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1. What travel deals can I avail of?

Student LEAP cards are available from the Front Office in Mandella House (House 6).  Find out more about discounts and entitlements with your LEAP card at

2. Where do I find good deals for food?

Keep an eye out for weekly SU emails, which normally include great deals for food in and around campus.  You can also collect an ENTS card from Mandella House (House 6) or from the SU stand at the Freshers’ Week Fair.  ENTS cards include a wide variety of discounts, including great offers for eating out.

3. What do I do if my grant or research funding hasn’t come through yet?

Try not to panic.  Some people do experience delays in their funding.  Try to budget carefully and remember that you can contact the SU Welfare Officer/GSU Vice-President for a temporary loan if things get a bit tight.  If there is an ongoing issue, you can also talk to your Tutor or the Postgraduate Advisory Service about applying for the Student Assistance Fund.  Postgraduate students should also consult their supervisor or Postgraduate Director of Teaching and Learning regarding their research funding. Check out for more information.

4. What is the Student Assistance Fund and am I eligible to apply?

The Student Assistance Fund is a small emergency reserve for students in significant financial difficulty.  Not everyone is eligible for it, but if you’re finding finance is becoming a significant stress in your life and basic budgeting skills aren’t to blame, talk to your Tutor or to the Postgraduate Advisory Service – they may be able to help you with an application.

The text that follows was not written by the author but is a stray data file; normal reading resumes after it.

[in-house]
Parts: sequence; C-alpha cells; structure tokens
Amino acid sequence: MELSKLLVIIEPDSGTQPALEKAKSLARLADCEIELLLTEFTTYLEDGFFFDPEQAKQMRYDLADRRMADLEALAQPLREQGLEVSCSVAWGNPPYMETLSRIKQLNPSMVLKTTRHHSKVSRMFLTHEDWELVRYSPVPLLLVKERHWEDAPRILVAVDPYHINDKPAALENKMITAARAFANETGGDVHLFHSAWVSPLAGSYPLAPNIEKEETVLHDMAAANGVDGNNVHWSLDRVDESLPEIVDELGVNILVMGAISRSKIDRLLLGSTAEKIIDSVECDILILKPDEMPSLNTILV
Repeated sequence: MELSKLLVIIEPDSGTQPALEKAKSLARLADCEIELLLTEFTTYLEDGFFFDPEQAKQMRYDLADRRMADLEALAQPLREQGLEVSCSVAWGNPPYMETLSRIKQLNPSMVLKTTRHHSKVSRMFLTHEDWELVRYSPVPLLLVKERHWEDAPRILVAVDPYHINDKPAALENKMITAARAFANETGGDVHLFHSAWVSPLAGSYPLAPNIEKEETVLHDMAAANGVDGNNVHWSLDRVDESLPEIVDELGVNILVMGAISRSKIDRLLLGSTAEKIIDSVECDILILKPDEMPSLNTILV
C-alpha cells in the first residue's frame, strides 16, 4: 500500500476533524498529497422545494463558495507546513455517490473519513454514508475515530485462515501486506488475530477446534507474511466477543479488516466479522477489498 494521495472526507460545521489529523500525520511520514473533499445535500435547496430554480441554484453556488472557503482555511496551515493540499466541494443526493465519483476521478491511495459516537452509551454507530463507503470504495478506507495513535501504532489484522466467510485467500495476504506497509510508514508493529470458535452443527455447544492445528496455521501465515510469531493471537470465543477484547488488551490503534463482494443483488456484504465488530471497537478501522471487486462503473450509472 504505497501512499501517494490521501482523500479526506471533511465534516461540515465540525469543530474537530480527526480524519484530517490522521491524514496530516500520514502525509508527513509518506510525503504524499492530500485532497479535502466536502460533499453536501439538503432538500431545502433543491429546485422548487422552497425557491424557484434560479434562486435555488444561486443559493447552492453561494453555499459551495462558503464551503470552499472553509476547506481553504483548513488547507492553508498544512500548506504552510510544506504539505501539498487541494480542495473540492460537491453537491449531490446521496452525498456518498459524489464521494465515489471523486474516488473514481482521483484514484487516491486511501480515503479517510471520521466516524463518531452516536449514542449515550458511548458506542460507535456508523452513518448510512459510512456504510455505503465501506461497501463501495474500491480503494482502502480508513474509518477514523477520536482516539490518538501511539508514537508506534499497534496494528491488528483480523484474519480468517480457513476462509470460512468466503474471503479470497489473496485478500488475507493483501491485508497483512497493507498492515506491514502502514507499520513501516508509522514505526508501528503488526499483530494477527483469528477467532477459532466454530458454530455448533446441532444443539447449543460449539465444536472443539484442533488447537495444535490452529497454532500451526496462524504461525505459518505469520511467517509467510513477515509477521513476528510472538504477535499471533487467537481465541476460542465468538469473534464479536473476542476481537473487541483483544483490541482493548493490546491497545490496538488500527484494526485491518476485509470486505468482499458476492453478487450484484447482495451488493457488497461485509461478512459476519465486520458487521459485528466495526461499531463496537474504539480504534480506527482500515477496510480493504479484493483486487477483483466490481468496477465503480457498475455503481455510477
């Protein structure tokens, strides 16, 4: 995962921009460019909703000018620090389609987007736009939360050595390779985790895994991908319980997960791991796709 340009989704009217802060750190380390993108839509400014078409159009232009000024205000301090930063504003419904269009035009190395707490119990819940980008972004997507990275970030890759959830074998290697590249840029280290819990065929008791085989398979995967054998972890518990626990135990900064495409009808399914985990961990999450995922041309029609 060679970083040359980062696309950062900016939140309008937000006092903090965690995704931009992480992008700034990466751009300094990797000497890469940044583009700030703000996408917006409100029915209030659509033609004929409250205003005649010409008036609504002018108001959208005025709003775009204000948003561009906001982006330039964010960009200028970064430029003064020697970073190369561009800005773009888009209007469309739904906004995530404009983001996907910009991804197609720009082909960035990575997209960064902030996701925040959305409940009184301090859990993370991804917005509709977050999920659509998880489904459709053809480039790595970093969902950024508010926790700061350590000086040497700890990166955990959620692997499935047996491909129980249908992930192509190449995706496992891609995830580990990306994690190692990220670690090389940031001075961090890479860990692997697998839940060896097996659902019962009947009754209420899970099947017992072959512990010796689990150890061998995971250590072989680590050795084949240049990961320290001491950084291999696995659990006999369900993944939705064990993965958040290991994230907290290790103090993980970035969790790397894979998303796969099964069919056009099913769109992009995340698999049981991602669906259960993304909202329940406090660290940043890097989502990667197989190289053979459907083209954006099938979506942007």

5. What is a Welfare Loan?

A Welfare Loan is a temporary cash sum up to the value of €100 that students can avail of interest free if things get tricky.  You will need to pay it back, but if you know that a cheque is clearing or a grant is coming and you need a dig out until it arrives talk to the SU Welfare Officer. More information is available at

Campus Life

1. How do I find my way around?

You can find printable and interactive maps of campus at  Directions to and from the College are available at

2. How do I know which gates are open when?
Don’t panic if your normal route in and out is blocked.  Campus gates open and close at different times, but there’s always a way off campus if you’re on campus, and it’s really useful to learn where the gates are and what times to use them – shortcuts are always handy!  Have a look at

3. Where can I take money out?
There are two banks located on campus – one to the left of the Buttery/Dining Hall and one by the Hamilton Café.  Each bank has an ATM (cash point/hole in the wall) where you can take money out.  They are normally well stocked with €10 notes.

4. How do I get a locker in College?